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Economic growth and terrorism: domestic, international, and suicide

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  • Seung-Whan Choi

Abstract

This study evaluates the controversial issue of whether economic growth exerts a dampening effect on terrorism. Unlike previous studies, it conceptualizes economic growth into two sectors (agricultural and industrial) and categorizes terrorism into three forms (domestic, international, and suicide). It offers a modified theory of hard targets, where richer industrial, but not richer agricultural, countries are more likely to attract suicide attacks. A cross-national, time-series data analysis of 127 countries for 1970–2007 shows evidence that when countries enjoy high levels of industrial growth, they are less disposed to domestic and international terrorist events, but are more likely to experience suicide attacks. These findings indicate that economic growth is not a cure-all solution for terrorism because it may be associated in some instances with more terrorist incidents. Nonetheless, healthy economic conditions are, without doubt, beneficial to the war on terrorism because the majority of suicide attacks occur in only a few countries.

Suggested Citation

  • Seung-Whan Choi, 2015. "Economic growth and terrorism: domestic, international, and suicide," Oxford Economic Papers, Oxford University Press, vol. 67(1), pages 157-181.
  • Handle: RePEc:oup:oxecpp:v:67:y:2015:i:1:p:157-181.
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    File URL: http://hdl.handle.net/10.1093/oep/gpu036
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    Cited by:

    1. Simplice A. Asongu & Jacinta C. Nwachukwu & Chris Pyke, 2019. "The Right to Life: Global Evidence on the Role of Security Officers and the Police in Modulating the Effect of Insecurity on Homicide," Social Indicators Research: An International and Interdisciplinary Journal for Quality-of-Life Measurement, Springer, vol. 143(2), pages 727-740, June.
    2. Simplice A. Asongu & Jacinta C. Nwachukwu, 2017. "Fuel Exports, Aid and Terrorism," Research Africa Network Working Papers 17/016, Research Africa Network (RAN).
    3. Simplice Asongu & Jacinta Nwachukwu, 2018. "Fighting Terrorism: Empirics on Policy Harmonisation," German Economic Review, Verein für Socialpolitik, vol. 19(3), pages 237-259, August.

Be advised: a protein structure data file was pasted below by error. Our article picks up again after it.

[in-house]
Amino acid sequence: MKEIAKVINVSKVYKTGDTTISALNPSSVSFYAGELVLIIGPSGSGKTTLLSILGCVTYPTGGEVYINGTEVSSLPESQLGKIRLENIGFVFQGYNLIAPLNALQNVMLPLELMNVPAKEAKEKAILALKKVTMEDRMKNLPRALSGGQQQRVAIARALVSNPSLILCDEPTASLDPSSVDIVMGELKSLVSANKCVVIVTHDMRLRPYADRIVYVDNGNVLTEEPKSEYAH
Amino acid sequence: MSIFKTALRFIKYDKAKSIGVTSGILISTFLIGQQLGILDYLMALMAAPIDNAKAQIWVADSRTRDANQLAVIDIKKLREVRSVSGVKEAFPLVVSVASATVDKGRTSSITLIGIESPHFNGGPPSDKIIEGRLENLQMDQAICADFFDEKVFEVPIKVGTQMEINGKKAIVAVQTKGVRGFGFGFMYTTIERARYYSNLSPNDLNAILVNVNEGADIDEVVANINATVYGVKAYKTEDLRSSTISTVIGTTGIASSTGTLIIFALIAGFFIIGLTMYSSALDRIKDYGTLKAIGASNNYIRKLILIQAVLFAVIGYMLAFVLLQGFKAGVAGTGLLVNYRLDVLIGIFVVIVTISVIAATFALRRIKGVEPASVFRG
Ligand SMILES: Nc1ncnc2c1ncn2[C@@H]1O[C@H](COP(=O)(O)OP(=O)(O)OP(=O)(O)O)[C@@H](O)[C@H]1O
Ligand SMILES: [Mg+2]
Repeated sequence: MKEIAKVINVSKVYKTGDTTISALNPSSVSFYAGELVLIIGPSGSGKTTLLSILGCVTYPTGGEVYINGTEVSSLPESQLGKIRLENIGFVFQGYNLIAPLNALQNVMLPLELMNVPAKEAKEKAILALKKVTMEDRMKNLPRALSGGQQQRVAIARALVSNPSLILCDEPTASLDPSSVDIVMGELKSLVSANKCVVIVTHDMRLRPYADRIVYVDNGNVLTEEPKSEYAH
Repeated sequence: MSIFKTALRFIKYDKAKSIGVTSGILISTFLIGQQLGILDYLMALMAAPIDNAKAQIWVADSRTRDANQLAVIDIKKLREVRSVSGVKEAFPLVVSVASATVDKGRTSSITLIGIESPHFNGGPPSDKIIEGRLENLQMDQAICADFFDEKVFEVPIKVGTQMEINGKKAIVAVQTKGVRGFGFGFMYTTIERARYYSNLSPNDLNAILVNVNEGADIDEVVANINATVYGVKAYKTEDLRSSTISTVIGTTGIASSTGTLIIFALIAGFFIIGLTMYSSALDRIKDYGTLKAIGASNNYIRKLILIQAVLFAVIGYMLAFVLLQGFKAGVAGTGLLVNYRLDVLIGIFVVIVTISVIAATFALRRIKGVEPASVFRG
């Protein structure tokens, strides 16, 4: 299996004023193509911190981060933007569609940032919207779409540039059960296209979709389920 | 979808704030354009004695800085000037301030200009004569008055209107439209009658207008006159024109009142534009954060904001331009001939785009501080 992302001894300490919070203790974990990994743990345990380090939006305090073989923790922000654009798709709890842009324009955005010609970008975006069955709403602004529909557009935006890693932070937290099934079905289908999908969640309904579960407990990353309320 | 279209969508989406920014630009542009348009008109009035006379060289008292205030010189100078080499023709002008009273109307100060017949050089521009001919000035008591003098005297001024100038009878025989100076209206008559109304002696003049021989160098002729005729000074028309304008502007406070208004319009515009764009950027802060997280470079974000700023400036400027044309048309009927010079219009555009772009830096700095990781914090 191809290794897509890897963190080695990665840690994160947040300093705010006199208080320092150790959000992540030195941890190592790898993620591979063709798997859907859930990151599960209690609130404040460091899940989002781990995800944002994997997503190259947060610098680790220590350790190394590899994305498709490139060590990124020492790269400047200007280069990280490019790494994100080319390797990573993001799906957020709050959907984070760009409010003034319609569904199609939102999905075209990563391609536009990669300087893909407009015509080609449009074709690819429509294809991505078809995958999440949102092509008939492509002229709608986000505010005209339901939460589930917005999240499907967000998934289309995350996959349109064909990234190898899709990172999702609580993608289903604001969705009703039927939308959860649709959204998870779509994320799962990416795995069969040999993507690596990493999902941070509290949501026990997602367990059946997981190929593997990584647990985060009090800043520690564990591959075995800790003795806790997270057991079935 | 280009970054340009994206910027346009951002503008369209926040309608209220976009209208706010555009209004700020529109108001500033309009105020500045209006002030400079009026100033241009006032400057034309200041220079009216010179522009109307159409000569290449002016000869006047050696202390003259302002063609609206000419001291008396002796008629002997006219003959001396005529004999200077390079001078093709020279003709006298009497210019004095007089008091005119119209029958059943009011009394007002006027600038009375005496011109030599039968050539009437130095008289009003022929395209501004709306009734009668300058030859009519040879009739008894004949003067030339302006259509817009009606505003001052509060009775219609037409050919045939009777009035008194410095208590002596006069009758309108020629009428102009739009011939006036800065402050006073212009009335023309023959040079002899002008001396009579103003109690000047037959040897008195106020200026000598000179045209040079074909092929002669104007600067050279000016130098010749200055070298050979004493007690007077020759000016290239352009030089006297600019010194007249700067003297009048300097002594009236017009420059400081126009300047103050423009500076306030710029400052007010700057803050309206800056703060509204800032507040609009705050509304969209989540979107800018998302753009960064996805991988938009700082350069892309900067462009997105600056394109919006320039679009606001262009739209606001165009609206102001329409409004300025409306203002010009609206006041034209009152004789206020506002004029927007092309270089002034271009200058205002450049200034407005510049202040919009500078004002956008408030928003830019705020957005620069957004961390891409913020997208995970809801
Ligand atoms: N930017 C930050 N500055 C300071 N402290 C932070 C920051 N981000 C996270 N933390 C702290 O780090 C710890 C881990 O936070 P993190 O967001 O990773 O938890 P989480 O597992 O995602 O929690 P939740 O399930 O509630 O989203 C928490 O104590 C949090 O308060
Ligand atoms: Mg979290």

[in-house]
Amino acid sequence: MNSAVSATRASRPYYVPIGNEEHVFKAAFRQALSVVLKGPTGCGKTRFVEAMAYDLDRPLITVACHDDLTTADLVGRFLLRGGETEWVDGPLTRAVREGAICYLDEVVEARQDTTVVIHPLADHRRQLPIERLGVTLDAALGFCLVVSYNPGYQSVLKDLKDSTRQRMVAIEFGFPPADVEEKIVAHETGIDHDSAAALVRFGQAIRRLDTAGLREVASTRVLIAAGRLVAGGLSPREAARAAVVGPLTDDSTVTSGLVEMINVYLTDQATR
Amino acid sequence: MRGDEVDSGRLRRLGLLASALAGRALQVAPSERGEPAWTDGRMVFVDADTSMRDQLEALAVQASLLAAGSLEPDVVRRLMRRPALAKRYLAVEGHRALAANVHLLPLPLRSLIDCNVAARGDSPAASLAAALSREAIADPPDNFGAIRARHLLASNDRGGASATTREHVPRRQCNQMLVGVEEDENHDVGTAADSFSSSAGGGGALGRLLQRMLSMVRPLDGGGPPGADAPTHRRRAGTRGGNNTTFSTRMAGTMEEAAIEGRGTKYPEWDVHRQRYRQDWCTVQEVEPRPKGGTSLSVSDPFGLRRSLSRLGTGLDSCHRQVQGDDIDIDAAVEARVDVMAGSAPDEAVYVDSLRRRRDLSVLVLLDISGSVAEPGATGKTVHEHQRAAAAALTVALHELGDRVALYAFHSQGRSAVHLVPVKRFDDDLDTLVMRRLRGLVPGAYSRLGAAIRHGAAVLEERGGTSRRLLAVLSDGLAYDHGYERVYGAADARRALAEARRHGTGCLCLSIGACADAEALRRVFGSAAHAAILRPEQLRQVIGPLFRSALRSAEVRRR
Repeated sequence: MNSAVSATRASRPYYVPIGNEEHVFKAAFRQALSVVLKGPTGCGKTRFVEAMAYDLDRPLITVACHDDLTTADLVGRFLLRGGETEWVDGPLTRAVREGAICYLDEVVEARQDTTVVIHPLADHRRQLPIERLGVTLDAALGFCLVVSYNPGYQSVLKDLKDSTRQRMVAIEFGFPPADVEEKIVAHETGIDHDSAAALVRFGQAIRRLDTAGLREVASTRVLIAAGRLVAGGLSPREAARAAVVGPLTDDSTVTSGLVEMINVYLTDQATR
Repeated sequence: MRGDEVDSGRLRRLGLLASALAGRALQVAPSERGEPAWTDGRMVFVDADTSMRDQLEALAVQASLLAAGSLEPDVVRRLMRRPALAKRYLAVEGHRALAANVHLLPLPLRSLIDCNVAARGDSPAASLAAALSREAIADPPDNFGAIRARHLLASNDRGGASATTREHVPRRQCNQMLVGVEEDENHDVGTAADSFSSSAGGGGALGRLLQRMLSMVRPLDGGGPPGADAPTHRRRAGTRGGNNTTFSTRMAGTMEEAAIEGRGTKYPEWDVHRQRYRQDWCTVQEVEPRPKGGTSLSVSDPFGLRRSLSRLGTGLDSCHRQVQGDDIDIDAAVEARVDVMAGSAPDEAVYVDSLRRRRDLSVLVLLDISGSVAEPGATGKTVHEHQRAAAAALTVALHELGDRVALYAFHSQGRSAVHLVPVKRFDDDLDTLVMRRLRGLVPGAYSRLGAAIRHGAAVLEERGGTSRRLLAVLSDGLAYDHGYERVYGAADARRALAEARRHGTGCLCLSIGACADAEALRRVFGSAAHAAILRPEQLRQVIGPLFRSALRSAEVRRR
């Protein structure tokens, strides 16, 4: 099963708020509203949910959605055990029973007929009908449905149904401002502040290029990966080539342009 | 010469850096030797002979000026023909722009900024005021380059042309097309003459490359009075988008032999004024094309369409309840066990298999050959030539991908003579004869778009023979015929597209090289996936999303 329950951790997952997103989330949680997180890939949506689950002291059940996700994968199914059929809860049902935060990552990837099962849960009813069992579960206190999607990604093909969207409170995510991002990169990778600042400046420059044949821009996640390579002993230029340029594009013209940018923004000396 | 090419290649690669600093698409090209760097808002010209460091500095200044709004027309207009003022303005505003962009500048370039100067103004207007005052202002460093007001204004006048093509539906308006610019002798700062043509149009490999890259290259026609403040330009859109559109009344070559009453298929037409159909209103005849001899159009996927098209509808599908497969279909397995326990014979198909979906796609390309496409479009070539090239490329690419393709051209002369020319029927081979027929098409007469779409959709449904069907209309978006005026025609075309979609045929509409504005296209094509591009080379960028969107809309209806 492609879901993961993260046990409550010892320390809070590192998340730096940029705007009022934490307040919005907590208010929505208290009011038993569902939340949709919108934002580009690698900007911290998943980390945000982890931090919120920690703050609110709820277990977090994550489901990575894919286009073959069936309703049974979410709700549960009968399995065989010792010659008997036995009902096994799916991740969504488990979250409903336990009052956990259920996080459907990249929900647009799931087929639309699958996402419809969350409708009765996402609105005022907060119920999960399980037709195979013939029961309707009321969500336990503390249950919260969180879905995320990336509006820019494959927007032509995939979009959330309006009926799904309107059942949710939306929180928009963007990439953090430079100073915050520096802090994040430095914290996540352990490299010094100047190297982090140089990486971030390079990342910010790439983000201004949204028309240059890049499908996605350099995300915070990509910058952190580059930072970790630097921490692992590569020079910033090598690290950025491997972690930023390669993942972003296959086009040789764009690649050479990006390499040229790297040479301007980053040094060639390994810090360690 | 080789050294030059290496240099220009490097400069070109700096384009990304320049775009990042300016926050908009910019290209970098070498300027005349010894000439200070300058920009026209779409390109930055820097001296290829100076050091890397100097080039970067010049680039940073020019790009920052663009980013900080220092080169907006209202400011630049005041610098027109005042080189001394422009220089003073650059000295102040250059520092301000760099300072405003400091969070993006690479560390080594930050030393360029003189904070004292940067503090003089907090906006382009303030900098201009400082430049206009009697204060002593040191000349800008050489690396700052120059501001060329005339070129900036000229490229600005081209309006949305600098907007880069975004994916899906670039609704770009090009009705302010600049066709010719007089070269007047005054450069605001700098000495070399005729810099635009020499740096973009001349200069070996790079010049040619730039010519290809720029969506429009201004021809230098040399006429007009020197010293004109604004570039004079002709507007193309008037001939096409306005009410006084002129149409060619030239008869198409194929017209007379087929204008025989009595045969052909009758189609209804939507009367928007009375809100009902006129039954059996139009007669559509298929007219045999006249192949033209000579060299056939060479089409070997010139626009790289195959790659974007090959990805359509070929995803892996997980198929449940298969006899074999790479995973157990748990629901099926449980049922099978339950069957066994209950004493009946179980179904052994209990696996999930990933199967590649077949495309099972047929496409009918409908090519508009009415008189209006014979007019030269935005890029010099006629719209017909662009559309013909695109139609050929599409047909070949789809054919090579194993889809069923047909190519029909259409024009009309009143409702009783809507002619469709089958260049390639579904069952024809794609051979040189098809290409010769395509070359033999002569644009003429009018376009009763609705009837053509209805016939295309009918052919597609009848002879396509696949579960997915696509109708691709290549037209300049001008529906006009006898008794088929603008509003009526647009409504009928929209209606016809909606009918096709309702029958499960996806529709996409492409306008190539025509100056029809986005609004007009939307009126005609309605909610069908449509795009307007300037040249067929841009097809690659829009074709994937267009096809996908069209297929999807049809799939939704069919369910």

4. Simplice A. Asongu & Uchenna R. Efobi & Ibukun Beecroft, 2017. "Aid in Modulating the Impact of Terrorism on FDI: No Positive Thresholds, No Policy," Research Africa Network Working Papers 17/061, Research Africa Network (RAN).
    5. Asongu, Simplice & Efobi, Uchenna & Beecroft, Ibukun, 2015. "FDI, Aid, Terrorism: Conditional Threshold Evidence from Developing Countries," MPRA Paper 67856, University Library of Munich, Germany.
    6. Simplice Asongu & Ivo Leke, 2018. "Can foreign aid dampen the threat of terrorism to international trade? Evidence from 78 developing countries," Working Papers of the African Governance and Development Institute. 18/032, African Governance and Development Institute..
    7. Simplice A. Asongu & Jacinta C. Nwachukwu, 2016. "Conditional linkages between iron ore exports, foreign aid and terrorism," Mineral Economics, Springer;Raw Materials Group (RMG);Luleå University of Technology, vol. 29(2), pages 57-70, December.
    8. repec:spr:qualqt:v:52:y:2018:i:5:d:10.1007_s11135-017-0671-8 is not listed on IDEAS
    9. Asongu, Simplice & Odhiambo, Nicholas, 2018. "Tourism and Social Media in the World: An Empirical Investigation," MPRA Paper 92344, University Library of Munich, Germany.
    10. Simplice A. Asongu & Vanessa S. Tchamyou & Jules R. Minkoua N & Ndemaze Asongu & Nina P. Tchamyou, 2017. "Fighting terrorism in Africa: benchmarking policy harmonization," Research Africa Network Working Papers 17/049, Research Africa Network (RAN).
    11. Simplice A. ASONGU & Jacinta NWACHUKWU & Nicholas BIEKPE, 2019. "Foreign Aid, Terrorism And Growth: Conditional Evidence From Quantile Regression," Annals of Public and Cooperative Economics, Wiley Blackwell, vol. 90(3), pages 457-486, September.
    12. Simplice A. Asongu & Uchenna R. Efobi & Ibukun Beecroft, 2017. "Aid in Modulating the Impact of Terrorism on FDI: No Positive Thresholds, No Policy," Research Africa Network Working Papers 17/061, Research Africa Network (RAN).
    13. Asongu, Simplice & Tchamyou, Vanessa & Asongu, Ndemaze & Tchamyou, Nina, 2018. "The Comparative African Economics of Governance in Fighting Terrorism," MPRA Paper 92346, University Library of Munich, Germany.
    14. Simplice A. Asongu & Jacinta C. Nwachukwu, 2018. "Mitigating externalities of terrorism on tourism: global evidence from police, security officers and armed service personnel," Research Africa Network Working Papers 18/036, Research Africa Network (RAN).
    15. repec:eme:ijdipp:ijdi-08-2016-0046 is not listed on IDEAS
    16. Simplice Asongu & Oasis Kodila-Tedika, 2017. "Trade, aid and terror," International Journal of Development Issues, Emerald Group Publishing, vol. 16(1), pages 2-24, April.
    17. Simplice A. Asongu & Stella-Maris I. Orim & Rexon T. Nting, 2019. "Terrorism and social media: global evidence," Working Papers of the African Governance and Development Institute. 19/026, African Governance and Development Institute..
    18. Simplice A. Asongu & Joseph Nnanna & Nicholas Biekpe & Paul N. Acha-Anyi, 2018. "Contemporary Drivers of Global Tourism: Evidence from Terrorism and Peace Factors," Research Africa Network Working Papers 18/046, Research Africa Network (RAN).
    19. Asongu, Simplice A. & Tchamyou, Vanessa S. & Minkoua N., Jules R. & Asongu, Ndemaze & Tchamyou, Nina P., 2018. "Fighting terrorism in Africa: Benchmarking policy harmonization," Physica A: Statistical Mechanics and its Applications, Elsevier, vol. 492(C), pages 1931-1957.

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